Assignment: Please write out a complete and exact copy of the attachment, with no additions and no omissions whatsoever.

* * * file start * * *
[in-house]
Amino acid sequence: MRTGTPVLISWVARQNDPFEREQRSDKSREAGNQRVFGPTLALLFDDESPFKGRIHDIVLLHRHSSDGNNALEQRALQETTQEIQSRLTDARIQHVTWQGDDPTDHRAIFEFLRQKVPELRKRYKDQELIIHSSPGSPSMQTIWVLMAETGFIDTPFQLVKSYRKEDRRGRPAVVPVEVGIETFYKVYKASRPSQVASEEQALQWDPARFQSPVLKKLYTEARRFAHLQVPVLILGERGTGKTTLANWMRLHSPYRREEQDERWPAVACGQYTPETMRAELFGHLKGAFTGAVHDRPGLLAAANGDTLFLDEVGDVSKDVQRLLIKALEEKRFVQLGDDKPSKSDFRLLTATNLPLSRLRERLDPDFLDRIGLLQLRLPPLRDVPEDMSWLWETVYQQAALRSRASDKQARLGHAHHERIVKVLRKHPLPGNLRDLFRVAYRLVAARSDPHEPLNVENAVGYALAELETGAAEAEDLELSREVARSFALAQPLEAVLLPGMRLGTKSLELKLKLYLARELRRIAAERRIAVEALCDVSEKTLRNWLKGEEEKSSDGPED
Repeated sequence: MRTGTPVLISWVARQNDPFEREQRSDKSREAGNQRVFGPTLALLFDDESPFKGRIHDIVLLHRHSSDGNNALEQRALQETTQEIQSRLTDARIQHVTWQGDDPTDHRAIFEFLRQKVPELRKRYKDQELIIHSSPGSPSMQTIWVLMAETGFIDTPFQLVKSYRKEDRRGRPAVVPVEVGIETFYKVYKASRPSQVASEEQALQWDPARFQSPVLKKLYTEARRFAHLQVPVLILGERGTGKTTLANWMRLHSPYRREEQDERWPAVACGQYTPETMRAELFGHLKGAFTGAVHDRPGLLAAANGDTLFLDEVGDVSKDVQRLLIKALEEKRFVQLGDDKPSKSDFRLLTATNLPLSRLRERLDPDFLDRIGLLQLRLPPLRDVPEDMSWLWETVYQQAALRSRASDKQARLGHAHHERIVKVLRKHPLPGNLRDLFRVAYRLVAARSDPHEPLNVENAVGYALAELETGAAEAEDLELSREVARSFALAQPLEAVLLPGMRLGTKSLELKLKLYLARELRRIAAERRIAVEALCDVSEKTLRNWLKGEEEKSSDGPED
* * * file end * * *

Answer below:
[in-house]
Amino acid sequence: MRTGTPVLISWVARQNDPFEREQRSDKSREAGNQRVFGPTLALLFDDESPFKGRIHDIVLLHRHSSDGNNALEQRALQETTQEIQSRLTDARIQHVTWQGDDPTDHRAIFEFLRQKVPELRKRYKDQELIIHSSPGSPSMQTIWVLMAETGFIDTPFQLVKSYRKEDRRGRPAVVPVEVGIETFYKVYKASRPSQVASEEQALQWDPARFQSPVLKKLYTEARRFAHLQVPVLILGERGTGKTTLANWMRLHSPYRREEQDERWPAVACGQYTPETMRAELFGHLKGAFTGAVHDRPGLLAAANGDTLFLDEVGDVSKDVQRLLIKALEEKRFVQLGDDKPSKSDFRLLTATNLPLSRLRERLDPDFLDRIGLLQLRLPPLRDVPEDMSWLWETVYQQAALRSRASDKQARLGHAHHERIVKVLRKHPLPGNLRDLFRVAYRLVAARSDPHEPLNVENAVGYALAELETGAAEAEDLELSREVARSFALAQPLEAVLLPGMRLGTKSLELKLKLYLARELRRIAAERRIAVEALCDVSEKTLRNWLKGEEEKSSDGPED
Repeated sequence: MRTGTPVLISWVARQNDPFEREQRSDKSREAGNQRVFGPTLALLFDDESPFKGRIHDIVLLHRHSSDGNNALEQRALQETTQEIQSRLTDARIQHVTWQGDDPTDHRAIFEFLRQKVPELRKRYKDQELIIHSSPGSPSMQTIWVLMAETGFIDTPFQLVKSYRKEDRRGRPAVVPVEVGIETFYKVYKASRPSQVASEEQALQWDPARFQSPVLKKLYTEARRFAHLQVPVLILGERGTGKTTLANWMRLHSPYRREEQDERWPAVACGQYTPETMRAELFGHLKGAFTGAVHDRPGLLAAANGDTLFLDEVGDVSKDVQRLLIKALEEKRFVQLGDDKPSKSDFRLLTATNLPLSRLRERLDPDFLDRIGLLQLRLPPLRDVPEDMSWLWETVYQQAALRSRASDKQARLGHAHHERIVKVLRKHPLPGNLRDLFRVAYRLVAARSDPHEPLNVENAVGYALAELETGAAEAEDLELSREVARSFALAQPLEAVLLPGMRLGTKSLELKLKLYLARELRRIAAERRIAVEALCDVSEKTLRNWLKGEEEKSSDGPED